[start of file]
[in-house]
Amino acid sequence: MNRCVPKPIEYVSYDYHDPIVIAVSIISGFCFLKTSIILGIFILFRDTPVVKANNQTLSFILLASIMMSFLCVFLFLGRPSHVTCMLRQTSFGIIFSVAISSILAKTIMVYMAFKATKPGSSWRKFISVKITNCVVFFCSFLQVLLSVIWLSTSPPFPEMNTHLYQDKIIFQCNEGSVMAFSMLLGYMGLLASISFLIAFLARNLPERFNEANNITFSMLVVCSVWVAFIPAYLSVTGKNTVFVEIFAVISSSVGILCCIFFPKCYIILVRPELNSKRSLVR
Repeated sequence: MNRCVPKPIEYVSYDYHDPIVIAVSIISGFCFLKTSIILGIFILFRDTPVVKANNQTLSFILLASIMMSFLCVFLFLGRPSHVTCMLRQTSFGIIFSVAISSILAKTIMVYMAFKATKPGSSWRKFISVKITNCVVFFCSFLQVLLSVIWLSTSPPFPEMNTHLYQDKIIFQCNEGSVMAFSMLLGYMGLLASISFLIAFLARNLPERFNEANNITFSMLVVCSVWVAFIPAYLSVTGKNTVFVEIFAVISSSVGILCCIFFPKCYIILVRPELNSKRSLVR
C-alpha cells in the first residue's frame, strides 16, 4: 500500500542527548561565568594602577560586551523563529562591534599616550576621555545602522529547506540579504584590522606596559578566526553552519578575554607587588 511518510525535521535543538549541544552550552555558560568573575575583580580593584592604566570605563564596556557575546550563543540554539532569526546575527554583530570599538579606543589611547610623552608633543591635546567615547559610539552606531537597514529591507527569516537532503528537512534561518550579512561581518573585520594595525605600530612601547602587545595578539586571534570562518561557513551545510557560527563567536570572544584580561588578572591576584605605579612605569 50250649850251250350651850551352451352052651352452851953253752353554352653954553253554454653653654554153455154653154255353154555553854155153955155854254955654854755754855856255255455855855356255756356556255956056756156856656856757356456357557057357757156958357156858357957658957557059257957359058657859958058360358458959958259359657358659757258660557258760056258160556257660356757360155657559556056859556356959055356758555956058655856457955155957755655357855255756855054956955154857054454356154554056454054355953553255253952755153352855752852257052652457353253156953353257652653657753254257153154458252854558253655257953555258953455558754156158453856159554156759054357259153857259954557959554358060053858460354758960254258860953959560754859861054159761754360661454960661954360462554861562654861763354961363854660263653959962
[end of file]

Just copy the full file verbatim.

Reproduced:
[in-house]
Amino acid sequence: MNRCVPKPIEYVSYDYHDPIVIAVSIISGFCFLKTSIILGIFILFRDTPVVKANNQTLSFILLASIMMSFLCVFLFLGRPSHVTCMLRQTSFGIIFSVAISSILAKTIMVYMAFKATKPGSSWRKFISVKITNCVVFFCSFLQVLLSVIWLSTSPPFPEMNTHLYQDKIIFQCNEGSVMAFSMLLGYMGLLASISFLIAFLARNLPERFNEANNITFSMLVVCSVWVAFIPAYLSVTGKNTVFVEIFAVISSSVGILCCIFFPKCYIILVRPELNSKRSLVR
Repeated sequence: MNRCVPKPIEYVSYDYHDPIVIAVSIISGFCFLKTSIILGIFILFRDTPVVKANNQTLSFILLASIMMSFLCVFLFLGRPSHVTCMLRQTSFGIIFSVAISSILAKTIMVYMAFKATKPGSSWRKFISVKITNCVVFFCSFLQVLLSVIWLSTSPPFPEMNTHLYQDKIIFQCNEGSVMAFSMLLGYMGLLASISFLIAFLARNLPERFNEANNITFSMLVVCSVWVAFIPAYLSVTGKNTVFVEIFAVISSSVGILCCIFFPKCYIILVRPELNSKRSLVR
C-alpha cells in the first residue's frame, strides 16, 4: 500500500542527548561565568594602577560586551523563529562591534599616550576621555545602522529547506540579504584590522606596559578566526553552519578575554607587588 511518510525535521535543538549541544552550552555558560568573575575583580580593584592604566570605563564596556557575546550563543540554539532569526546575527554583530570599538579606543589611547610623552608633543591635546567615547559610539552606531537597514529591507527569516537532503528537512534561518550579512561581518573585520594595525605600530612601547602587545595578539586571534570562518561557513551545510557560527563567536570572544584580561588578572591576584605605579612605569 50250649850251250350651850551352451352052651352452851953253752353554352653954553253554454653653654554153455154653154255353154555553854155153955155854254955654854755754855856255255455855855356255756356556255956056756156856656856757356456357557057357757156958357156858357957658957557059257957359058657859958058360358458959958259359657358659757258660557258760056258160556257660356757360155657559556056859556356959055356758555956058655856457955155957755655357855255756855054956955154857054454356154554056454054355953553255253952755153352855752852257052652457353253156953353257652653657753254257153154458252854558253655257953555258953455558754156158453856159554156759054357259153857259954557959554358060053858460354758960254258860953959560754859861054159761754360661454960661954360462554861562654861763354961363854660263653959962